3 December 1997, Volume 1, Number 19
Will Milosevic Tilt the Bosnian Balance? Yugoslav President Slobodan Milosevic is putting pressure on the Bosnian Serb branch of his Socialist Party to forge a post-election coalition with the hard-line Serbian Democratic Party (SDS) of Radovan Karadzic, the independent BETA news agency reported on November 29.
Journalists in Banja Luka added, however, that the Socialists have not yet decided what to do. The results of the November 23 parliamentary elections will be announced in about a week's time. One wing of the Socialists is politically close to European Social Democratic parties and does not want to do Milosevic's bidding.
The Socialists' decision could be crucial for the political future of the Republika Srpska. Preliminary election returns suggest that neither the SDS nor the Serbian People's League (SNS) of Republika Srpska President Biljana Plavsic will have an absolute majority in the new legislature. Most observers had been expecting that Vojislav Seselj's Radicals will join with the SDS, while the Socialists will help Plavsic. The balance of power, according to many analysts, would then lie with the Muslim, Croatian, and non-nationalist deputies.
But if Milosevic succeeds in pressuring the Socialists into a pact with the SDS, the SNS and the non-Serbs could find themselves relegated to the opposition. Plavsic has said she will resign if her party is defeated.
Schumacher Tells RFE/RL that Dayton Will be Implemented. The international community, however, has been hoping that Plavsic's party will do well in the elections. It wants her to stay in office and make good on her pledges to help implement the Dayton agreement.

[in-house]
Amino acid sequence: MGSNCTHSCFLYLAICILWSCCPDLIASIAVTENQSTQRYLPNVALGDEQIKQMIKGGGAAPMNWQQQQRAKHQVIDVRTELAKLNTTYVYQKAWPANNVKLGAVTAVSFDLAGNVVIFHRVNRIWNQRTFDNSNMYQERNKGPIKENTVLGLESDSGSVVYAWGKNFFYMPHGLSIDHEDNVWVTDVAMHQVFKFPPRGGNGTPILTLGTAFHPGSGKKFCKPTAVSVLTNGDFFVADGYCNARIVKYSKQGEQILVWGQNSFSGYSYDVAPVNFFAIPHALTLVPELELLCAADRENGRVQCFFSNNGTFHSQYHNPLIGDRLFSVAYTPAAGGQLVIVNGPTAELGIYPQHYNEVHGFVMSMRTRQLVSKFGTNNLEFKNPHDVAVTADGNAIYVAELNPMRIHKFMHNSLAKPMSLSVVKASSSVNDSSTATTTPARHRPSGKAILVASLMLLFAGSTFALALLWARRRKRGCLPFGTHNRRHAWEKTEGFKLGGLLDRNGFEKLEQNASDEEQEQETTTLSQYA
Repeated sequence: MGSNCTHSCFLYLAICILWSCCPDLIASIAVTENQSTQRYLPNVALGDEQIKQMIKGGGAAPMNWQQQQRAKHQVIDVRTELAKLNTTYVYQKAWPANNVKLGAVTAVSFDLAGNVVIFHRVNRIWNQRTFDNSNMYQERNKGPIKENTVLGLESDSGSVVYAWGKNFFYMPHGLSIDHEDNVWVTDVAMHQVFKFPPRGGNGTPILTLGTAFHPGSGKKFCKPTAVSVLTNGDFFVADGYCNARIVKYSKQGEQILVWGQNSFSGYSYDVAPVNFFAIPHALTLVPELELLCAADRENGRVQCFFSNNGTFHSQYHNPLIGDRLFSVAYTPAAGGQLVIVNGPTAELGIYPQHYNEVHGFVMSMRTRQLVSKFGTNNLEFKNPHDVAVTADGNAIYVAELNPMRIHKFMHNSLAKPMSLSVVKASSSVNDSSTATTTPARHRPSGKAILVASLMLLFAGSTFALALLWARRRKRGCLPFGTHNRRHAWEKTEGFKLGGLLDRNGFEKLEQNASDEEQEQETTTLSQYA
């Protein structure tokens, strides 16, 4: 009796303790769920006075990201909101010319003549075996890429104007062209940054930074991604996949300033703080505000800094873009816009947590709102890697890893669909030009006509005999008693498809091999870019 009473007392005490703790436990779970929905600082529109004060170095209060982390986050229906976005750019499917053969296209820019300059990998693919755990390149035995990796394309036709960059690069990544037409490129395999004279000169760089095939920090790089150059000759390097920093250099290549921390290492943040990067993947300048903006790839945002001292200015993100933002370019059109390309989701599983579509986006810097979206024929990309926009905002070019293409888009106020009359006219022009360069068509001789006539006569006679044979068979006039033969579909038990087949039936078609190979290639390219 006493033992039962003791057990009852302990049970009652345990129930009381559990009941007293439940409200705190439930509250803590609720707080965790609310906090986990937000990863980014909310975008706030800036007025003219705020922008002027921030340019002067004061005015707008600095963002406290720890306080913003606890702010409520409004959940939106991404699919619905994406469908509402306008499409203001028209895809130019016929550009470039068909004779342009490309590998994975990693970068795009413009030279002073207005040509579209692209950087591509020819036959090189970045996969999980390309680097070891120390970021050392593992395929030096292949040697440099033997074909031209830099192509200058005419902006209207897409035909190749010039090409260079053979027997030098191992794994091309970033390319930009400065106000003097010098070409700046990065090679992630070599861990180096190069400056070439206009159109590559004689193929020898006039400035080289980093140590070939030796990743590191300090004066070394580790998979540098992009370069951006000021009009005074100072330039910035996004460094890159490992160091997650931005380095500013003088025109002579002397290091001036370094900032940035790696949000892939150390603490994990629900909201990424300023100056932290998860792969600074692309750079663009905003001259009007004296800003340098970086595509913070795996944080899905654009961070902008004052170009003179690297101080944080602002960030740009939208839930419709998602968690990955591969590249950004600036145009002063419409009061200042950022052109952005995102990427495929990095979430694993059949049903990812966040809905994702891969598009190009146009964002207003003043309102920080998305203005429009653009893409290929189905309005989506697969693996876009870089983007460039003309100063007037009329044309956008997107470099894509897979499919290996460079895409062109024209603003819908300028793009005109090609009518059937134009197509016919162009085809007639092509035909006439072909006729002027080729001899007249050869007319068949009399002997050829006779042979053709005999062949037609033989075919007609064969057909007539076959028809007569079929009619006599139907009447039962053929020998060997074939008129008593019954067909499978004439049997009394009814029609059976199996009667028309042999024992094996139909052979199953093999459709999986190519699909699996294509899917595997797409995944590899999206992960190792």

Hanns-Heinrich Schumacher, a German diplomat and deputy to the High Representative Carlos Westendorp, told RFE/RL on November 29 that he hopes and expects that the SDS and the Radicals will fall short of an absolute majority. He added, however, that it remains an open question whether any Republika Srpska leadership will work with the international community.
Schumacher said, in fact, that the Bonn conference on Bosnia, which is slated for December 9 and 10, will have to note that the only real progress made on implementing the Dayton agreement since the conference in Sintra, Portugal, in May was the holding of elections in the fall. The diplomat added that the Serbs have been obstructing any agreement on joint state symbols, travel documents, or a common currency.
He told RFE/RL that the biggest challenge at the moment is to ensure that those local officials elected in the fall take office by December 31 as scheduled. And looking beyond June 1998, Schumacher feels that any new peacekeeping force will require a more flexible mandate to implement the Dayton agreement in the face of what he called "difficulties on the ground."